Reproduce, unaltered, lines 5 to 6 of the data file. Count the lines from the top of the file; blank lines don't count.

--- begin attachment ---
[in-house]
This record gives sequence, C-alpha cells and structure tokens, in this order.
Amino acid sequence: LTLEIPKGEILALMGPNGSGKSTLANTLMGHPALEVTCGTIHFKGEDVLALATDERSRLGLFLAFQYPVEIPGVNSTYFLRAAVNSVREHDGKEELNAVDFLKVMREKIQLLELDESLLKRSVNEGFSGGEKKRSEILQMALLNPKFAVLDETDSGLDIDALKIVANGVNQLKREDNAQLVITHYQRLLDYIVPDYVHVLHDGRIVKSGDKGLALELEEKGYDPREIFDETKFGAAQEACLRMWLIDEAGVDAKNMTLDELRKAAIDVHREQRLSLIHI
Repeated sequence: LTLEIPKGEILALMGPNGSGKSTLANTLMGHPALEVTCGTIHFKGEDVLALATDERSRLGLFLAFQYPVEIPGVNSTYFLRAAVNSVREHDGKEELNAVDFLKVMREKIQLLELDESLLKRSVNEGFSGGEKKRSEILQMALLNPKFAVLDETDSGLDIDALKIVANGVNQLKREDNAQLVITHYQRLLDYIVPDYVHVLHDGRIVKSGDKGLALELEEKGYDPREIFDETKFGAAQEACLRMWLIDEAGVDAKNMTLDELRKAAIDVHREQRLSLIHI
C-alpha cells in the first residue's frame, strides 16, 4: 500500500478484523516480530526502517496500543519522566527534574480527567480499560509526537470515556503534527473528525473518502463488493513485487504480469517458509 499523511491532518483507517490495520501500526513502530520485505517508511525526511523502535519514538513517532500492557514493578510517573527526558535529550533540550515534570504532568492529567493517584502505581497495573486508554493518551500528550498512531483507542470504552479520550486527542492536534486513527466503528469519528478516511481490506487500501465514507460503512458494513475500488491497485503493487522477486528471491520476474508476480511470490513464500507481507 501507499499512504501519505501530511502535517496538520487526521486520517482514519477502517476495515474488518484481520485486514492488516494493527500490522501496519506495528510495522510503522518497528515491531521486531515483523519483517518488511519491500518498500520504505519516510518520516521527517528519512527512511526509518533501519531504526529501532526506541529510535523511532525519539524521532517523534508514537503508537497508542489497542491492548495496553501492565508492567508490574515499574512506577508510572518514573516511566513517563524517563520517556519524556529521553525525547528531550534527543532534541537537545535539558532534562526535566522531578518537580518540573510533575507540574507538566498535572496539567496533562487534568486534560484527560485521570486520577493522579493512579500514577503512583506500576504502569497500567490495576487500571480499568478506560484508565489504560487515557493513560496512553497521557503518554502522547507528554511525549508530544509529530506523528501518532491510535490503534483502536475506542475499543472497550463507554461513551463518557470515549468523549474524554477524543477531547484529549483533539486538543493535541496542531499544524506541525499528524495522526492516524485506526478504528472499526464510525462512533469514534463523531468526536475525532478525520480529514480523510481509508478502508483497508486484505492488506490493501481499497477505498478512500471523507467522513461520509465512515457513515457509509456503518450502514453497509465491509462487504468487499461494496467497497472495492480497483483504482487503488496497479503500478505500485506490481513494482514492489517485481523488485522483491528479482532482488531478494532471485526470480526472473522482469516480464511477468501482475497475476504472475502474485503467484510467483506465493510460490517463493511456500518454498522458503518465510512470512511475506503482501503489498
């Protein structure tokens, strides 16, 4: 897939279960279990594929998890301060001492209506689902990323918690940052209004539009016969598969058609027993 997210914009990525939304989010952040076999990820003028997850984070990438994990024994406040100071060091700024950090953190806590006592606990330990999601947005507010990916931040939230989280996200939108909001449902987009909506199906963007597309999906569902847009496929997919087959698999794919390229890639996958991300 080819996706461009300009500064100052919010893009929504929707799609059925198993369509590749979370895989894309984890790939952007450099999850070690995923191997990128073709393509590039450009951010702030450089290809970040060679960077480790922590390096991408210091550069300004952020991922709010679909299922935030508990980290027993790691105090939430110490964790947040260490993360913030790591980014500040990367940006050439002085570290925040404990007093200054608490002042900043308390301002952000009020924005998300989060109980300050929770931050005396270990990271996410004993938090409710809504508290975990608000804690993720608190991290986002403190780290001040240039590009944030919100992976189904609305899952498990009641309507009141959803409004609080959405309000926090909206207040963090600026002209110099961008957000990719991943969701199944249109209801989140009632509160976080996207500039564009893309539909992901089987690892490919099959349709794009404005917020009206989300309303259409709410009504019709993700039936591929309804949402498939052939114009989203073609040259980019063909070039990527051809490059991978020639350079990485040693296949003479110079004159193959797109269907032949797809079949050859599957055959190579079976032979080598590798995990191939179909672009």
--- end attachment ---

C-alpha cells in the first residue's frame, strides 16, 4: 500500500478484523516480530526502517496500543519522566527534574480527567480499560509526537470515556503534527473528525473518502463488493513485487504480469517458509 499523511491532518483507517490495520501500526513502530520485505517508511525526511523502535519514538513517532500492557514493578510517573527526558535529550533540550515534570504532568492529567493517584502505581497495573486508554493518551500528550498512531483507542470504552479520550486527542492536534486513527466503528469519528478516511481490506487500501465514507460503512458494513475500488491497485503493487522477486528471491520476474508476480511470490513464500507481507 501507499499512504501519505501530511502535517496538520487526521486520517482514519477502517476495515474488518484481520485486514492488516494493527500490522501496519506495528510495522510503522518497528515491531521486531515483523519483517518488511519491500518498500520504505519516510518520516521527517528519512527512511526509518533501519531504526529501532526506541529510535523511532525519539524521532517523534508514537503508537497508542489497542491492548495496553501492565508492567508490574515499574512506577508510572518514573516511566513517563524517563520517556519524556529521553525525547528531550534527543532534541537537545535539558532534562526535566522531578518537580518540573510533575507540574507538566498535572496539567496533562487534568486534560484527560485521570486520577493522579493512579500514577503512583506500576504502569497500567490495576487500571480499568478506560484508565489504560487515557493513560496512553497521557503518554502522547507528554511525549508530544509529530506523528501518532491510535490503534483502536475506542475499543472497550463507554461513551463518557470515549468523549474524554477524543477531547484529549483533539486538543493535541496542531499544524506541525499528524495522526492516524485506526478504528472499526464510525462512533469514534463523531468526536475525532478525520480529514480523510481509508478502508483497508486484505492488506490493501481499497477505498478512500471523507467522513461520509465512515457513515457509509456503518450502514453497509465491509462487504468487499461494496467497497472495492480497483483504482487503488496497479503500478505500485506490481513494482514492489517485481523488485522483491528479482532482488531478494532471485526470480526472473522482469516480464511477468501482475497475476504472475502474485503467484510467483506465493510460490517463493511456500518454498522458503518465510512470512511475506503482501503489498
């Protein structure tokens, strides 16, 4: 897939279960279990594929998890301060001492209506689902990323918690940052209004539009016969598969058609027993 997210914009990525939304989010952040076999990820003028997850984070990438994990024994406040100071060091700024950090953190806590006592606990330990999601947005507010990916931040939230989280996200939108909001449902987009909506199906963007597309999906569902847009496929997919087959698999794919390229890639996958991300 080819996706461009300009500064100052919010893009929504929707799609059925198993369509590749979370895989894309984890790939952007450099999850070690995923191997990128073709393509590039450009951010702030450089290809970040060679960077480790922590390096991408210091550069300004952020991922709010679909299922935030508990980290027993790691105090939430110490964790947040260490993360913030790591980014500040990367940006050439002085570290925040404990007093200054608490002042900043308390301002952000009020924005998300989060109980300050929770931050005396270990990271996410004993938090409710809504508290975990608000804690993720608190991290986002403190780290001040240039590009944030919100992976189904609305899952498990009641309507009141959803409004609080959405309000926090909206207040963090600026002209110099961008957000990719991943969701199944249109209801989140009632509160976080996207500039564009893309539909992901089987690892490919099959349709794009404005917020009206989300309303259409709410009504019709993700039936591929309804949402498939052939114009989203073609040259980019063909070039990527051809490059991978020639350079990485040693296949003479110079004159193959797109269907032949797809079949050859599957055959190579079976032979080598590798995990191939179909672009």